carried forth and leading to negative re- 
sults end up, all too often, unpublished in 
manila folders within steel-drawer files, 
known only to those who did the work and 
quickly forgotten even by them. We all 
know that thousands of novels, considered 
substandard by their authors, lie in draw- 
ers throughout the world. Do we also un- 
derstand that even more experiments with 
negative results fill scientific cabinets? 

Positive results, on the other hand, tell 
interesting stories and are usually written 
up for publication. Consequently, the 
available literature may present a strongly 
biased impression of efficacy and 
achieved understanding. Such biases, pro- 
duced by the underreporting of negative 
results, do not only permeate the arcana 
and abstractions of academic science. Se- 
rious, even tragic, practical consequences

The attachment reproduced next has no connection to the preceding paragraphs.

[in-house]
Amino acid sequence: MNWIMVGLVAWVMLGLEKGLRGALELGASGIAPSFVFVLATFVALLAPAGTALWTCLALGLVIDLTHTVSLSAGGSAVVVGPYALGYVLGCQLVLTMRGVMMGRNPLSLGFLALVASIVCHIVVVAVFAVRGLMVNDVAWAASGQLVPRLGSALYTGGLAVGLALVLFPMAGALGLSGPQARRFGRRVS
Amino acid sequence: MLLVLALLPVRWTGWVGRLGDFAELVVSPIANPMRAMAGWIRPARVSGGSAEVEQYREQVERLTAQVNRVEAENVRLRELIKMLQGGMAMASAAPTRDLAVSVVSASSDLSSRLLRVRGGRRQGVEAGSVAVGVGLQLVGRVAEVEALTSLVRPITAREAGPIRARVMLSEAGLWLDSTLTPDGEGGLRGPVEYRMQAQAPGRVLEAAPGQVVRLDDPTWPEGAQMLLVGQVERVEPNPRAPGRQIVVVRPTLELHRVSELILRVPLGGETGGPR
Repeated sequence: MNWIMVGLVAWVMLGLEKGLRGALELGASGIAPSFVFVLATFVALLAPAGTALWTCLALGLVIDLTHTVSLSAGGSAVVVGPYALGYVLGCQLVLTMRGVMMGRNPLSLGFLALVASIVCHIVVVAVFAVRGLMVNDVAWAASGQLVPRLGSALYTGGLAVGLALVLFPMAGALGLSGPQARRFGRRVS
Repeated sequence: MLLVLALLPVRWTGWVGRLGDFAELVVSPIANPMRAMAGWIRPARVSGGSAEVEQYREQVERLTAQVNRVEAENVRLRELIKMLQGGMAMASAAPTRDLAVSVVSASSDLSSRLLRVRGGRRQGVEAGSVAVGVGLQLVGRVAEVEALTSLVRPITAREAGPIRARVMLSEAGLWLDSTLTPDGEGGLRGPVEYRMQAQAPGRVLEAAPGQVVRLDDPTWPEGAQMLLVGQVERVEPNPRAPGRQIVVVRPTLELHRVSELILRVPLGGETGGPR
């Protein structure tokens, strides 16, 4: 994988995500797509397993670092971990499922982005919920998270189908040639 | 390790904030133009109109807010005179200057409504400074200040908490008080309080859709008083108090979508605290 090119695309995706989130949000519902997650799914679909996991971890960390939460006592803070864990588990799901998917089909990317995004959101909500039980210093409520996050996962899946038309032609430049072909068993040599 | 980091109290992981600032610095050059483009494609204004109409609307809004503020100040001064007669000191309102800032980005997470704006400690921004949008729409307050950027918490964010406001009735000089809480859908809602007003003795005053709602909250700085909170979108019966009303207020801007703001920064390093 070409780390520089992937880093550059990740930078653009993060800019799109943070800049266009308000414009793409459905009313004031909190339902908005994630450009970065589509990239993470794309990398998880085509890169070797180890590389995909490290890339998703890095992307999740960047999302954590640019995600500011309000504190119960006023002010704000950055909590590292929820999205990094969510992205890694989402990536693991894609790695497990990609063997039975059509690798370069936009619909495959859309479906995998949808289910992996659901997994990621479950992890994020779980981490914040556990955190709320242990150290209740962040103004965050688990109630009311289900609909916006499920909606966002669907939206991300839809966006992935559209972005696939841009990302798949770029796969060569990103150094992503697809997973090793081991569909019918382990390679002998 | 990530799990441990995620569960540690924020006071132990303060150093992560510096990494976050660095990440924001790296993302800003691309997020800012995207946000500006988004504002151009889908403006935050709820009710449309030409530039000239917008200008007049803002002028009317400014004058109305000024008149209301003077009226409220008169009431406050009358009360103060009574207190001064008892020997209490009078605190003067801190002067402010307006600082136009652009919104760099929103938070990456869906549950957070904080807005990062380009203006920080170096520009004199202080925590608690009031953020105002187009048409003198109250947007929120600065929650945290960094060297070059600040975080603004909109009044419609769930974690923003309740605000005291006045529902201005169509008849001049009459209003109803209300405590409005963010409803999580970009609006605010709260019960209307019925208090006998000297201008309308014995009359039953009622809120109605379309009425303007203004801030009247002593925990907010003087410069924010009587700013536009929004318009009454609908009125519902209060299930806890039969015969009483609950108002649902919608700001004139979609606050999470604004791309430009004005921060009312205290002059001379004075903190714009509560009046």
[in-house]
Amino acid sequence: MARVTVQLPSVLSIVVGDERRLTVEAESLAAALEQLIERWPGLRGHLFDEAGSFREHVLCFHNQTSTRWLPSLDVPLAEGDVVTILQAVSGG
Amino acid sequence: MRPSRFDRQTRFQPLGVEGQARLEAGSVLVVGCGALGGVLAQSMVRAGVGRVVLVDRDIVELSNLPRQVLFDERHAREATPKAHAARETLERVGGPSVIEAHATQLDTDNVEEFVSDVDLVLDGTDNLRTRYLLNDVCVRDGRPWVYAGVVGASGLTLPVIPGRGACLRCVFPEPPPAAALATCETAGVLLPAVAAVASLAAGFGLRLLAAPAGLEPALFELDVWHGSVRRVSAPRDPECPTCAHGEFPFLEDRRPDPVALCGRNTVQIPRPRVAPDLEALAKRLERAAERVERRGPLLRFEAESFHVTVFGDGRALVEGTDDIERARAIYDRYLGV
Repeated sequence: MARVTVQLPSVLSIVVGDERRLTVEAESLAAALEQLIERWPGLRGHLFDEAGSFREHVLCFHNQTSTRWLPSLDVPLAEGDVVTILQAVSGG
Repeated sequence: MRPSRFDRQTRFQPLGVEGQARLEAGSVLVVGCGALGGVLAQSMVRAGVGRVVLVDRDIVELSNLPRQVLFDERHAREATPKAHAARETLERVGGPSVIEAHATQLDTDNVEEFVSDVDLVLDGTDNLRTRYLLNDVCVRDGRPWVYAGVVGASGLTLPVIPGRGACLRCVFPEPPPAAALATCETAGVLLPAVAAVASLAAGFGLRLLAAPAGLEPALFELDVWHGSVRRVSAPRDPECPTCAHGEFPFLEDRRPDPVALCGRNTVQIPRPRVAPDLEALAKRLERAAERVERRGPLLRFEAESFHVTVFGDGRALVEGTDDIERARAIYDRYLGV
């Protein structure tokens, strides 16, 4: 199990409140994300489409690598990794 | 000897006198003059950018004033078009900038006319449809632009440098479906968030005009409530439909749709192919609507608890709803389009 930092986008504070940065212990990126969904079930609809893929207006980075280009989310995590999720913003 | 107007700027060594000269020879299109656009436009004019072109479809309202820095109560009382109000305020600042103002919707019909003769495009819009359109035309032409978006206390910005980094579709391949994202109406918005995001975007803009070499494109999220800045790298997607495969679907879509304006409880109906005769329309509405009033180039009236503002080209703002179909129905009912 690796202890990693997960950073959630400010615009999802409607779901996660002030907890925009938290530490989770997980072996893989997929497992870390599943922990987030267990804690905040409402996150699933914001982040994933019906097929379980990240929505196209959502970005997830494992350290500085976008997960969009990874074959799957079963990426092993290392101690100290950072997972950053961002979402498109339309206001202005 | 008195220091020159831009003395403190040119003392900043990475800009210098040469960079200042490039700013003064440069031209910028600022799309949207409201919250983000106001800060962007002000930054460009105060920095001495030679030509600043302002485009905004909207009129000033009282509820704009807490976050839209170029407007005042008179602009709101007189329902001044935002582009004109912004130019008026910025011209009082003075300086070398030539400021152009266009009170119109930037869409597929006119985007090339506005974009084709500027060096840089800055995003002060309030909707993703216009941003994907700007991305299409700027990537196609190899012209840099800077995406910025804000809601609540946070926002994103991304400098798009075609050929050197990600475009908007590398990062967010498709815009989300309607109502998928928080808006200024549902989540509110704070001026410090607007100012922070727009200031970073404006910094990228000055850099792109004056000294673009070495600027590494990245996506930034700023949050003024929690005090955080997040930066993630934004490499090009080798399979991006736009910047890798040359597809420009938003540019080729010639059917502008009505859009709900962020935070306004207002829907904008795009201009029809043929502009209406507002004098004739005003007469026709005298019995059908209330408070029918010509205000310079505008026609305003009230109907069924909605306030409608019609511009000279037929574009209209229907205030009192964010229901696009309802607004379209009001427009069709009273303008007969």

often ensue. For example, spectacular 
medical claims for the efficacy of certain 
treatments (particularly for chronic and 
fatal illnesses like cancer and AIDS) may 
be promulgated after a single positive re- 



sult (often obtained in a study based upon 
a very small sample). Later and larger 
studies may all fail to duphcate the posi- 
tive results, effectively disproving the 
value of the treatment. But these subse- 
quent negative results often appear only in 
highly technical journals read by more re- 
stricted audiences and, as nonstories, do 
not so readily attract the attention of the 
media — and people may continue to 
squander hope and waste precious time 
following useless procedures. 

Statistics often get a bum rap in our ep- 
ithets and editorials. But I am both a cham- 
pion and a frequent user of statistical pro- 
cedures, for the science exists largely to 
identify and root out hopes and mispercep- 
tions falsely read into numerical data. Sta- 
tistics can tell us when published numbers 
Only point to the probabihty of a negative 
result, even though we, in our hopes, have 
mistakenly conferred a positive interpreta- 
tion. But statistics cannot rescue us when 
we hide our nonlights under a bushel (with